sbcl doesn't offer a way to reinstate a signal handler broken by foreign code

Bug #548612 reported by Nikodemus Siivola on 2010-03-26
10
This bug affects 2 people
Affects Status Importance Assigned to Milestone
SBCL
Low
Unassigned

Bug Description

Foreign libraries can mess with SBCL installed signal handlers. INSTALL-HANDLER cannot be used to recover from such situations as it doesn't call sigaction() again.

Something like WITH-RECOVERED-SIGNAL-HANDLERS would be good.

Brett van de Sande (bvds) wrote :

In C, this would look something like:

#include <signal.h>
struct sigaction old_action;
sigaction (SIGALRM, NULL, &old_action);

  /* call foreign library */

sigaction (SIGALRM, &old_action, NULL);

I don't know whether it warrants its own bug, but on a related note, deferrable signals blocked in foreign libraries will cause a sanity check done by interrupts.c to fail.

all_signals_blocked_p will drop SBCL into ldb if only one signal from a set is blocked. This is a problem for programs using foreign libraries that may block signals during a function call (libpq's PQsendQuery will lead to sigpipe being blocked is how I stumbled upon this). The workaround right now is to block all deferrable signals during foreign function calls, but I would rather have a way to somehow signify to SBCL that I expect sigpipe (or any deferrable signal) to be blocked by a foreign function call, but other signals should make their way back to SBCL.

Gábor Melis (melisgl) wrote :

Theoretical view: libraries messing with signal handlers is in bad style as different signal handling strategies don't compose at all so fix the library. More practically, are you sure that INSTALL-HANDLER (should be called via ENABLE-INTERRUPT) does not call sigaction again? As far as I can tell by reading install_handler that's only happens when a "low level" interrupt handler was installed.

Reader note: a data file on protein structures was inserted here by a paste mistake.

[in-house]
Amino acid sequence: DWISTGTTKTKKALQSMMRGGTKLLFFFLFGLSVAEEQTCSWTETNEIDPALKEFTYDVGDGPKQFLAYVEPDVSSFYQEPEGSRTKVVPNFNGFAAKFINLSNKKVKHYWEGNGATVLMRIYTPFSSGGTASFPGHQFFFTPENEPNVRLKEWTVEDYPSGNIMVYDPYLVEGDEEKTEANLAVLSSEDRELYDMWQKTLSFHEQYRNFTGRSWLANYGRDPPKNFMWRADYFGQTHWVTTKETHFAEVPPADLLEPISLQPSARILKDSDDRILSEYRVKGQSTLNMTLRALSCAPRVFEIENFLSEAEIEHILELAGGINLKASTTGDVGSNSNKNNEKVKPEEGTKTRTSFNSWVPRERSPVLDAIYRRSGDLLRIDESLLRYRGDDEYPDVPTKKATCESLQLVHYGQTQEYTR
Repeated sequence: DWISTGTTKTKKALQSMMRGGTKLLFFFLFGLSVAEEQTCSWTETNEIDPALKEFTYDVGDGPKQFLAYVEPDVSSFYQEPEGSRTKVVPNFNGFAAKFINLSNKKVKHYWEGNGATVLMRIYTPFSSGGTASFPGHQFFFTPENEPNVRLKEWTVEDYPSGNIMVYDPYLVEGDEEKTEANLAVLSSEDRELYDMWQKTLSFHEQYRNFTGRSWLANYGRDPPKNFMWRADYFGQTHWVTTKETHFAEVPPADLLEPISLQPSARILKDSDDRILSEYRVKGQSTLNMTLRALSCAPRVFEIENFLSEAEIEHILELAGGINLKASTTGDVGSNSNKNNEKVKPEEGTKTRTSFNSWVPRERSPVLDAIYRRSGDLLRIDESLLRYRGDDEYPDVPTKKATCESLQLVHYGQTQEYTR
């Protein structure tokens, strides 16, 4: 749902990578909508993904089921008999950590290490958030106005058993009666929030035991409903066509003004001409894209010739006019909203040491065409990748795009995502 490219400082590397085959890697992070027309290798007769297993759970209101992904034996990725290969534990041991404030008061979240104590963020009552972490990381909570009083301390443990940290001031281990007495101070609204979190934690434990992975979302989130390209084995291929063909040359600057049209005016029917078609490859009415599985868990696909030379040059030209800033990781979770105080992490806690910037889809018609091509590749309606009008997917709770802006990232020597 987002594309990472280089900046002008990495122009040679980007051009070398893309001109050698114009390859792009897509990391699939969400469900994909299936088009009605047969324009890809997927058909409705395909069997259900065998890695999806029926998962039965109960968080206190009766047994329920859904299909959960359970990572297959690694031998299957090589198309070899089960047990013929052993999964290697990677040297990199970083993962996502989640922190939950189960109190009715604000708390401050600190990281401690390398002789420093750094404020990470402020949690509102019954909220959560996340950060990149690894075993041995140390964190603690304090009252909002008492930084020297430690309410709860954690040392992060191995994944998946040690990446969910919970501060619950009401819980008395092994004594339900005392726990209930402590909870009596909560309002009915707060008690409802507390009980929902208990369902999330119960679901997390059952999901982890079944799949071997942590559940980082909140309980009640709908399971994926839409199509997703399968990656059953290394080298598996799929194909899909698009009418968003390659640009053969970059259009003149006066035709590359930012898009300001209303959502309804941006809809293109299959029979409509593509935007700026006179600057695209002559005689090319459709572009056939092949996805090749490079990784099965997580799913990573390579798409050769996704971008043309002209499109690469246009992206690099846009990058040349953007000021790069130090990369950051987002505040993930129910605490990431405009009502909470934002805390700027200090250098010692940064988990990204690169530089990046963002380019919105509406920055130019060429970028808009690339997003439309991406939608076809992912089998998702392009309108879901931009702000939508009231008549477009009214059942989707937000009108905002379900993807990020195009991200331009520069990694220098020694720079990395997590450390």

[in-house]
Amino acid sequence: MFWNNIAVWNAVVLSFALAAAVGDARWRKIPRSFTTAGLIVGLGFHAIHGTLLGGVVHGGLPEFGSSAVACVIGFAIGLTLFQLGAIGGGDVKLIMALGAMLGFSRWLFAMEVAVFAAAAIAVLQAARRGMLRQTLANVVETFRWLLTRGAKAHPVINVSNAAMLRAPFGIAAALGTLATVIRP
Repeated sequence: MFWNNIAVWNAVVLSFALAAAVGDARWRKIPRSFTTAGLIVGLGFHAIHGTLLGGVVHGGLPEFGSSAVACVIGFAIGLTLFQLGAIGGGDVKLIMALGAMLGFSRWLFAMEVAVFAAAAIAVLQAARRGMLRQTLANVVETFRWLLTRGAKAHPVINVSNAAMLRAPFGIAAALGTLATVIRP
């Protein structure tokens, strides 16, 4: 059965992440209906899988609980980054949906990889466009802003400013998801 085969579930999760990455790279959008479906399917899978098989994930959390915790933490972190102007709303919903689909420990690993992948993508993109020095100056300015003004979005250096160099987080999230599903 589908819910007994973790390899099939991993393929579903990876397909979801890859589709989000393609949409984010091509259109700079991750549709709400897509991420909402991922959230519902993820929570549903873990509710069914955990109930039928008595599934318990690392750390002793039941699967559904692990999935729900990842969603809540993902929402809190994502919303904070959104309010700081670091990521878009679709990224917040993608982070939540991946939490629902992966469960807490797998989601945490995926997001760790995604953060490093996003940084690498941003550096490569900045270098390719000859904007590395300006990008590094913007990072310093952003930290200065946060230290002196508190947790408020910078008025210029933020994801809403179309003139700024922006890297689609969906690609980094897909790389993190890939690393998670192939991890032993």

Be them low level or not these are often critical enough that removing the SBCL handler even for a short while can compromise the image (e.g. SIGSEGV) or some functionality (e.g. SIGALRM, ). So which signal are we talking about here?

Gábor Melis (melisgl) wrote :

To Andrew.

libpq blocking sigpipe will render timers and interrupt-thread (targeting that thread) ineffective. One possible solution is to ignore sigpipe, use a different signal for interrupt-thread and ((remove sigpipe from the deferrable set) or (remove the check_deferrables_unblocked call)).

When choosing another signal instead of sigpipe one must consider what this commit message explains:

    1.0.26.7: use a signal for SIG_STOP_FOR_GC > SIGSEGV on Linux

    On Linux a signal generated by pthread_kill() with a signum that's
    lower than SIGSEGV can be delivered before a synchronously triggered
    SIGSEGV. This means that the sigsegv handler will be invoked with its
    context pointing to the handler for the signal that pthread_kill()
    sent. It's not really specific to SIGSEGV, it's the same for any
    synchronously generated signal.

    To work around this, we must never pthread_kill() with a signal with a
    lower signum than any of the synchronously triggered signals that we
    use: SIGTRAP, SIGSEGV, etc. In practice, currently we only send
    SIGPIPE to indicate that the thread interruption queue may need to be
    looked at and SIG_STOP_FOR_GC that's defined as SIGUSR1 currently.

    With SIGUSR1 being 10 and SIGSEGV 11 this can make
    handle_guard_page_triggered lose badly if GC wants to stop the thread
    at the same time. So let's use SIGUSR2 instead that's 12. Do the same
    on other OSes they may have same bug.

    See thread "Signal delivery order" from 2009-03-14 on
    <email address hidden>:

    http://groups.google.com/group/fa.linux.kernel/browse_thread/thread/6773ac3dcb867da3#

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